Until recently, the original, Tezuka-directed Astro Boy animated series from the 60's wasn't available domestically. Now it's been released in two excellent box sets, the first of which I picked up and have been watching an episode or two of per night.

The thing that stands out about Tezuka is that he is first and foremost an entertainer, regardless of his subject matter. His stories are all peppered with flashy fights and plenty of quick little jokes and sight gags. Thereby, even a story with a deep theme and complex plot can entertain a viewer who's simply interested in a few laughs.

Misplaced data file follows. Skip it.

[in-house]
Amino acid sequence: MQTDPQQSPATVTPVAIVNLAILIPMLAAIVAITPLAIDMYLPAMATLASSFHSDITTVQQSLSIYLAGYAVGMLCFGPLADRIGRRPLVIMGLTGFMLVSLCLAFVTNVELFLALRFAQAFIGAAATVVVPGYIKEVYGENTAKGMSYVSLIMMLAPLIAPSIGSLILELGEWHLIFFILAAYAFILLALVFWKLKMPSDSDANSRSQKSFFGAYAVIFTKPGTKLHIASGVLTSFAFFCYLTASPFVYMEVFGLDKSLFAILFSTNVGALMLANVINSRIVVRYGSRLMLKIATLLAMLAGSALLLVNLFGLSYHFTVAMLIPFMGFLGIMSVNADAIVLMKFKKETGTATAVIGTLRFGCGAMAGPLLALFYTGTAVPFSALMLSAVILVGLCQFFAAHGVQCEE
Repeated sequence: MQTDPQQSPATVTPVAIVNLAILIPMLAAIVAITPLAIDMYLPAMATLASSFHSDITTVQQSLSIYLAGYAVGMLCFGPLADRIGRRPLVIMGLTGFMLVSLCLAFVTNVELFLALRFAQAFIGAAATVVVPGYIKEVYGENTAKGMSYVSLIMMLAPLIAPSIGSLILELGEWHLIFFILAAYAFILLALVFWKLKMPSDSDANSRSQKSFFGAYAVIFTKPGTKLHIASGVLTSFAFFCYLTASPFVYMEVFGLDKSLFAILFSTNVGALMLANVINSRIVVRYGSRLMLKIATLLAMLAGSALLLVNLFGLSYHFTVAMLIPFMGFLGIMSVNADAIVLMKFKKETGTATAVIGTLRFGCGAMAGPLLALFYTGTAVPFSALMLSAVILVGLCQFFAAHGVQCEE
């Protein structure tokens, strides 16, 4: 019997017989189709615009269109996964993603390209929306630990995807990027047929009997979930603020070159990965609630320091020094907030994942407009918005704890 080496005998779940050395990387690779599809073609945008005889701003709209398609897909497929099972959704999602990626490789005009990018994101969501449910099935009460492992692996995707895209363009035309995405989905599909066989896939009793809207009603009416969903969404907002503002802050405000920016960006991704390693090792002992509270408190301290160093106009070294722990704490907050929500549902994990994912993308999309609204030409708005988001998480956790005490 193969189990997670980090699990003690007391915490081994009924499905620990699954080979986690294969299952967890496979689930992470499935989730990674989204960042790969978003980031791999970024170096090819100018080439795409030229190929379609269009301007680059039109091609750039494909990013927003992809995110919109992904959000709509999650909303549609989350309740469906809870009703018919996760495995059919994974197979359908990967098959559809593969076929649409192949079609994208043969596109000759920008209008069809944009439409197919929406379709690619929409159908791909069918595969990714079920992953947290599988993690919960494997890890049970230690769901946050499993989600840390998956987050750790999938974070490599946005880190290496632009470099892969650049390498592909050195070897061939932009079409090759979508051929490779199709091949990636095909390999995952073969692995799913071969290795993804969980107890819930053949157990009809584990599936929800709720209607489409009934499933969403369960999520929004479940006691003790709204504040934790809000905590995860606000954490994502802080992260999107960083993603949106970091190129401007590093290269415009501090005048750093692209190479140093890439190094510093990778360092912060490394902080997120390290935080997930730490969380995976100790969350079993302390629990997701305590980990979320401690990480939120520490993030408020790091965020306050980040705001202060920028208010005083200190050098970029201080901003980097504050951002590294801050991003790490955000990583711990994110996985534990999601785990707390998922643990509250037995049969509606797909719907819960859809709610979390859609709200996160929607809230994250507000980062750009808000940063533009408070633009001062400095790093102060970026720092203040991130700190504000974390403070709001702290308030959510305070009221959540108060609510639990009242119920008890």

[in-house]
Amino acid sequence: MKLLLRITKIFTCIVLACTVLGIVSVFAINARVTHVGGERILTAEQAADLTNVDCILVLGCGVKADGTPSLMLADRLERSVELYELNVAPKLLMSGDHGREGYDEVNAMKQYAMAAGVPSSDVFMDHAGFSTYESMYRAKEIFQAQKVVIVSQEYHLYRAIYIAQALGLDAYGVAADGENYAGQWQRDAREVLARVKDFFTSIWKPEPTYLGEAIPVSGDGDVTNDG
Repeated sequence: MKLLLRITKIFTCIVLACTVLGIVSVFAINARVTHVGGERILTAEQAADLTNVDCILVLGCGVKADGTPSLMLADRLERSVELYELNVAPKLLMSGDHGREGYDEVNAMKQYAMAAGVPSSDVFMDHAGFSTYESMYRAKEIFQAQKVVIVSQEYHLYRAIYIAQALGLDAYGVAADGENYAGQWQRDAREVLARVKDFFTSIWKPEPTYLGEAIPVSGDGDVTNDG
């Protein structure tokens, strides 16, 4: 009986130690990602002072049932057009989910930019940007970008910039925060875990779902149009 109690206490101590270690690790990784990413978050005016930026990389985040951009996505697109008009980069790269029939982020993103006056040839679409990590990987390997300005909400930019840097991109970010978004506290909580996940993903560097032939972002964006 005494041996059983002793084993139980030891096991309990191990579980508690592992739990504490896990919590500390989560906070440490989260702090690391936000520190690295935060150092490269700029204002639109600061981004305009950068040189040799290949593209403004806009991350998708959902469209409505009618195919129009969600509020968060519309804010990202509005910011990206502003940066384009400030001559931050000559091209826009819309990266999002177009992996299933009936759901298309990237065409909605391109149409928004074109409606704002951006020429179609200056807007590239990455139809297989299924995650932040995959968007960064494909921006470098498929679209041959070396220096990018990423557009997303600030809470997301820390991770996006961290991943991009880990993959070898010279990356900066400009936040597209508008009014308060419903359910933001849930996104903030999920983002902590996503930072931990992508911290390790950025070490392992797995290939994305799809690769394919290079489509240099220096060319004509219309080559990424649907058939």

For instance: Astro Boy is a children's show, but the most recent episode we watched operated on a few assumptions that would most likely go over the intended audience's head, and featured a few quick twists that led to a significantly complicated plot. To synopsize: